We investigated this when we redesigned the taxon page in 2016 (yikes, that was a while ago). I just made it so you can see what we did by appending
test=interactions to any taxon page URL, and I’ll use examples to explain why we didn’t develop this any further.
The big problem looming over this whole feature is that observation fields are a bad way to model interactions. Since they represent a totally uncontrolled vocabulary, they’re rife with synonymous fields, so it’s hard interpret situations where, for example, there are both
preys on interactions, e.g. https://www.inaturalist.org/taxa/117520-Enhydra-lutris-nereis?test=interactions. What’s the difference? Why are both supported?
Another problem is that using observation fields to model interactions means that one of the two taxa in the interaction is not subject to crowdsourced identification, so anyone can say that oaks eat humans and there’s nothing the community can do to correct that. As an example, here’s a butterfly that supposedly eats itself: https://www.inaturalist.org/taxa/51097-Papilio-zelicaon?test=interactions. It doesn’t, this is just due to an erroneously added observation field. Site curators could just delete this field, but that’s generally not how we like to perform quality control at iNat.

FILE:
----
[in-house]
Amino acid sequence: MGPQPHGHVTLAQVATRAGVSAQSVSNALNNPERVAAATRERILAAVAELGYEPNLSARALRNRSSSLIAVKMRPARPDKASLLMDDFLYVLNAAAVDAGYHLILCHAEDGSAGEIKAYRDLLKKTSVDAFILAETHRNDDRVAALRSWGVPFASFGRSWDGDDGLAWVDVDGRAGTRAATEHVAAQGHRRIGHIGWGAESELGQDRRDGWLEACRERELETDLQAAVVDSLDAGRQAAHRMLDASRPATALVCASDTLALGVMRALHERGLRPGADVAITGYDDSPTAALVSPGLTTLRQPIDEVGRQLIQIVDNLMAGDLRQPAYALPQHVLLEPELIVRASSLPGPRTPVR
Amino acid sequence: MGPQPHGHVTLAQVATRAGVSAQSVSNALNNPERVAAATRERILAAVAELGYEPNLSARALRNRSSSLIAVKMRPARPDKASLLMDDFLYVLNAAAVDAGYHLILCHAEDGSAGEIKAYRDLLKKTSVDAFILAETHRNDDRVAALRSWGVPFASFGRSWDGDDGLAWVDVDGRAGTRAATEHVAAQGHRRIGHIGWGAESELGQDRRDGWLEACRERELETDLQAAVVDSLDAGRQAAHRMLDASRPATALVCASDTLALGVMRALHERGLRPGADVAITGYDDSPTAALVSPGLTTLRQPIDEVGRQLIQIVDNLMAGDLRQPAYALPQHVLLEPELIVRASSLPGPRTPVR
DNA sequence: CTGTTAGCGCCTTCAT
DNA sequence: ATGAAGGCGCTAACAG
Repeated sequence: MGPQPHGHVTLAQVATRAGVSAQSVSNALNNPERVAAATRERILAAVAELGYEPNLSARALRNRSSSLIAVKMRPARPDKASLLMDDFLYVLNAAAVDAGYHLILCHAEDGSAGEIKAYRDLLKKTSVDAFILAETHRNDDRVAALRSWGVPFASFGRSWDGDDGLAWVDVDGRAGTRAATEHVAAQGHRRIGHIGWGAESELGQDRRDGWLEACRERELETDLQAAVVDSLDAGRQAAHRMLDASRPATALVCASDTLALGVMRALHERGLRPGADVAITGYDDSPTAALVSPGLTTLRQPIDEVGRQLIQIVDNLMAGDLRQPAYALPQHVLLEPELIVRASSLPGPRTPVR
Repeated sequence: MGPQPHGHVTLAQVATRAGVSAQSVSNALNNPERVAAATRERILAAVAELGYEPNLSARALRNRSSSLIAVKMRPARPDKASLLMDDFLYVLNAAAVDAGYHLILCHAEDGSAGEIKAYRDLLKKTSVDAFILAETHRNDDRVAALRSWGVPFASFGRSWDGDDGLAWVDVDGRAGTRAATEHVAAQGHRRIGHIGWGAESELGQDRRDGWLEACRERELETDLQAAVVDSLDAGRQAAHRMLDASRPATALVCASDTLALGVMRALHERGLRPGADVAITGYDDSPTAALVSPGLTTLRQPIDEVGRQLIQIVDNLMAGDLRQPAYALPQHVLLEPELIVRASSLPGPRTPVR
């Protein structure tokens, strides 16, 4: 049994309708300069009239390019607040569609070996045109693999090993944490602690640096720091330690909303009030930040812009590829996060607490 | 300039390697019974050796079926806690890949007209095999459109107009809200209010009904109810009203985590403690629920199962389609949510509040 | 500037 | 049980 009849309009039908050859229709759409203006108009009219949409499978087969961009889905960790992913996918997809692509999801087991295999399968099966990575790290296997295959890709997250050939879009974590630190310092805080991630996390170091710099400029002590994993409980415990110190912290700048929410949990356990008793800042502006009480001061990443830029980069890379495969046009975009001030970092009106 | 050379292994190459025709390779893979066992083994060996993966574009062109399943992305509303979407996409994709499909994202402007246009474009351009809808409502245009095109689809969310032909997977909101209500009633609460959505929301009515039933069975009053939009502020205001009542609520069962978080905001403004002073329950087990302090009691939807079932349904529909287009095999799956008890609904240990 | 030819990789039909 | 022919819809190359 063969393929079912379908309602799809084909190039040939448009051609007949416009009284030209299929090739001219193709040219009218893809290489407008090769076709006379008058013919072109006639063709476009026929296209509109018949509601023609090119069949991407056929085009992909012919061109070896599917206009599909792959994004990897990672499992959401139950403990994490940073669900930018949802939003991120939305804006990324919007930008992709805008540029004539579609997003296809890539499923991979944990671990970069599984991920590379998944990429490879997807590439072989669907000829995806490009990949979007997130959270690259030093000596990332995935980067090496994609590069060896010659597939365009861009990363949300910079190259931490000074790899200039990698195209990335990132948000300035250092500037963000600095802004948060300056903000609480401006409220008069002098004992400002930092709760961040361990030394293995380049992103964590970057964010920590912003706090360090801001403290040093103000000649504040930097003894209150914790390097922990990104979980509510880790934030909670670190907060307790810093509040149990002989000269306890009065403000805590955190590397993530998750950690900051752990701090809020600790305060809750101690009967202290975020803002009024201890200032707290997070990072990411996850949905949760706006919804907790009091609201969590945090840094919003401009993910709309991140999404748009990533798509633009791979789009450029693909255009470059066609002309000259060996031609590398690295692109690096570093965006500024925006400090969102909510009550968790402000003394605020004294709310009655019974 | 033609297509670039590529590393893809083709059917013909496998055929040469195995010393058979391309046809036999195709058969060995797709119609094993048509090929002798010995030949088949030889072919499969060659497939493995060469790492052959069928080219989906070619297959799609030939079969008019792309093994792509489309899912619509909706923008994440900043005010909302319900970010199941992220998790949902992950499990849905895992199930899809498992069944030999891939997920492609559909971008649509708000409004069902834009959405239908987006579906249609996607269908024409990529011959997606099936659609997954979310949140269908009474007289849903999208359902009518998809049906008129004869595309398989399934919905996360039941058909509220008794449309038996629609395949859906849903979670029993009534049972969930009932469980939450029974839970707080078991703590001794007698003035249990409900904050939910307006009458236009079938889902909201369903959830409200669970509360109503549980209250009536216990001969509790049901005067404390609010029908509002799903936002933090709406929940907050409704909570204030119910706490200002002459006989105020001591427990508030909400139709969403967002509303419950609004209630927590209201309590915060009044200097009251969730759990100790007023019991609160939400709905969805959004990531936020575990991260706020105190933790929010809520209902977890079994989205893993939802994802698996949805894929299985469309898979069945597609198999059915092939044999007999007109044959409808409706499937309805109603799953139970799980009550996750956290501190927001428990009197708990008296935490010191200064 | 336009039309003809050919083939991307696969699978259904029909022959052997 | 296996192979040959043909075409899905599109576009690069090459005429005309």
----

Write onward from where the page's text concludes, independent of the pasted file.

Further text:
On top of that, we really wanted to incorporate data from GLoBI, since we like them and we think it’s cool that they incorporate iNat interaction data, but mapping taxonomies and field semantics proved a hassle, and again it presents the problem of data that the iNat community can’t correct if they find errors.
What we’d like to do is to make a new feature for interactions where an interaction is a relationship between two observations with clear and controlled semantics (to the extent that that’s possible). So instead adding an obs field that says an obs of an oak represents that oak eating a human, you would create an interaction and have to choose two observations, one of an oak and another of a human, and choose “eating” from a menu of interaction types where “eating” means “taxon A is putting all or part of taxon B inside its body for the purpose of personal metabolism” or something. Other users could then vote on whether that was the correct interaction type, and the two observations could be independently identified. We could try and pre-populate this new kind of data with observation fields, or at least make a tool that helps people review their own interaction obs fields to make new-style interactions out of them. That’s a lot more work, though, and it hasn’t really been a priority, so we haven’t gotten around to it.
Anyway, that’s a long way of saying that I agree this would be cool, but doing it right will take considerable effort.